Okay, so don't worry, I'm not Dr. Nick Riviera, I'm not going to take your liver out. Well, not unless you need to sell it!
I am going to tell how to get your NoSQL on with a little bit of Cassandra, a little bit of Chef, and a little bit of sensual.. NO NO NO! Nevermind, none of that.
No really, we're going to get some /dev/null web scale up in this bitch
But not with MongoDB. This setup is more suited to a Dynamo style system, and not a master-master, or replica system like CouchDB or MongoDB.
No really, seriously let's do this
Okay enough shtick. Let's do this. Before we get too far, I should tell I'm not going to teach you how to use Chef. Or how to configure Cassandra. Those are other balls of wax. I'll just show you cool stuff you can do with a really sweet feature of Chef to crank up your cluster.
What's so cool about Chef?
Chef is pretty cool. It's along the same lines as puppet if you've used that. It has a central server which keeps track of hosts (nodes in Chef-speak), and the really cool feature I was talking about is the ability to search your nodes when you are setting one up. You can do some stuff like this:
in a recipe to get all the nodes whose name starts with "db". Awesome! You could set up
iptables to only allow connections from the hosts in your network. You could...um...do some pretty cool stuff. You really can. We're going to use this feature to setup our cluster.
Searching, LIKE A BOSS!
With Cassandra, you setup a single node, and it has seeds. Well okay, it really only needs one to get started. The seeds are just nodes it gossips with to figure out where everything is. Then it can continue on its merry way, migrating data around, scaling your app by adding another server.
So. Where does Chef search come in?
When we crank up another Cassandra node, we can search for and find all the other nodes in the Cassandra cluster, and set those as the seeds so it can gossip like the stereotypical office secretary. It not super exciting since it will figure out where all the nodes are given just one, but it's good stuff anyway. Cassandra also has a very open security model (was designed for situations where you control the LAN, AFAIK), so that thing I talked about before? Setting up iptables to only accept connections from a certain set of nodes? Pretty useful now, isn't it!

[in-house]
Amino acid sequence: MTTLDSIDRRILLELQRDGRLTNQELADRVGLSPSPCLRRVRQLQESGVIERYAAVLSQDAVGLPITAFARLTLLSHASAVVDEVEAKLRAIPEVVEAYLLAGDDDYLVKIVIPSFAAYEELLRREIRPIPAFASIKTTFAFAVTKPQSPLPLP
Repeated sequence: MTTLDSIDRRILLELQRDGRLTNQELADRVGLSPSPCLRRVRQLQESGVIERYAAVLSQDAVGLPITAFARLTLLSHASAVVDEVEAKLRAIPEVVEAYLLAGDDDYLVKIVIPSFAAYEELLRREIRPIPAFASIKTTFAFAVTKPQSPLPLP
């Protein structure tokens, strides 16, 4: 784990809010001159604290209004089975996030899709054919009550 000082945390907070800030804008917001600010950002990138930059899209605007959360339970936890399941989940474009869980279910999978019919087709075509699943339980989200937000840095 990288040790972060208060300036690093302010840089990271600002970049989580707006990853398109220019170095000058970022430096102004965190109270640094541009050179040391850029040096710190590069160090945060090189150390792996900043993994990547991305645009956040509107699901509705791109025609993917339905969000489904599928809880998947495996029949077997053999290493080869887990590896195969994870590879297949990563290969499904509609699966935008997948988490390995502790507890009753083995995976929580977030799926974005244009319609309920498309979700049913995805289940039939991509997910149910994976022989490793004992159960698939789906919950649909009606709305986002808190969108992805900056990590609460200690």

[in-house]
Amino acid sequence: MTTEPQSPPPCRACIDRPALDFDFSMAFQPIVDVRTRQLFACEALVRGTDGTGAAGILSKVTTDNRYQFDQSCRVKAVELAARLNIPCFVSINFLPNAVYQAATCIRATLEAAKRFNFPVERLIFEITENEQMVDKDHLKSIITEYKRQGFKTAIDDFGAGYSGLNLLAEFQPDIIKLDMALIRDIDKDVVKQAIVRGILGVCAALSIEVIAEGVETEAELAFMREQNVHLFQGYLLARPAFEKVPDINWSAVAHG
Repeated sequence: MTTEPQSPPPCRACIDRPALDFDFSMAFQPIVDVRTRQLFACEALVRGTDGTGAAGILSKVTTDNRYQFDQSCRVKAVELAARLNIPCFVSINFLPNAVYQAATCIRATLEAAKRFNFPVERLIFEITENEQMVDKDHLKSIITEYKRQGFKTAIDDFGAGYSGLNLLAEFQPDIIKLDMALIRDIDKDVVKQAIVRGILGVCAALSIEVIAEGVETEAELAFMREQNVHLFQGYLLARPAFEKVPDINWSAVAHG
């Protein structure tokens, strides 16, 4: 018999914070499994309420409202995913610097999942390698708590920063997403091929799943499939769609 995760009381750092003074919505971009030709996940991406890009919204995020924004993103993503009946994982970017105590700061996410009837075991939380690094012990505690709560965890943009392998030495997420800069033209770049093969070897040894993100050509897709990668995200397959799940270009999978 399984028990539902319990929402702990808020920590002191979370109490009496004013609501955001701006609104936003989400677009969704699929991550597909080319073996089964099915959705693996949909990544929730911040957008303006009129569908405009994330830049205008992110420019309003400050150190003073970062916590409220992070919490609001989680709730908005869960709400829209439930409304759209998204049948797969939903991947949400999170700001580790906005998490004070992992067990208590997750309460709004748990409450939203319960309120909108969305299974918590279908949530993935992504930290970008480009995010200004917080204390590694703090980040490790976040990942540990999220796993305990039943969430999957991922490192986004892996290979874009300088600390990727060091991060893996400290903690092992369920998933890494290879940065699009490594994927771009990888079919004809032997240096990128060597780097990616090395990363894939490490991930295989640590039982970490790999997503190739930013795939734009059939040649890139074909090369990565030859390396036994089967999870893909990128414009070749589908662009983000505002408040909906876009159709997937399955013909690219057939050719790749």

Show me some code already!
Alright, but only a peak!
This is the relevant chunk of the
default.rb from the Chef recipe. We search for the nodes that have similar names (I was going for the cassandra1, cassandra2 kind of setup), grab their private IP address (you can adapt this for Amazon or Rackspace, or both), and throw these in the config file for the seeds value.
That search is everything. I'm just using it to setup the seeds, but you can use it for iptables, for setting up replication between CouchDB or MySQL servers, or setting up an nginx load balancer. You just search for the relevant nodes you need, and away you go.
Maybe it's just the wine, but I'm excited about that search. It's not like it's new, it didn't just come out in a new version of Chef, but it's damn exciting. This isn't your dad's devops, it's automation cranked up to 11.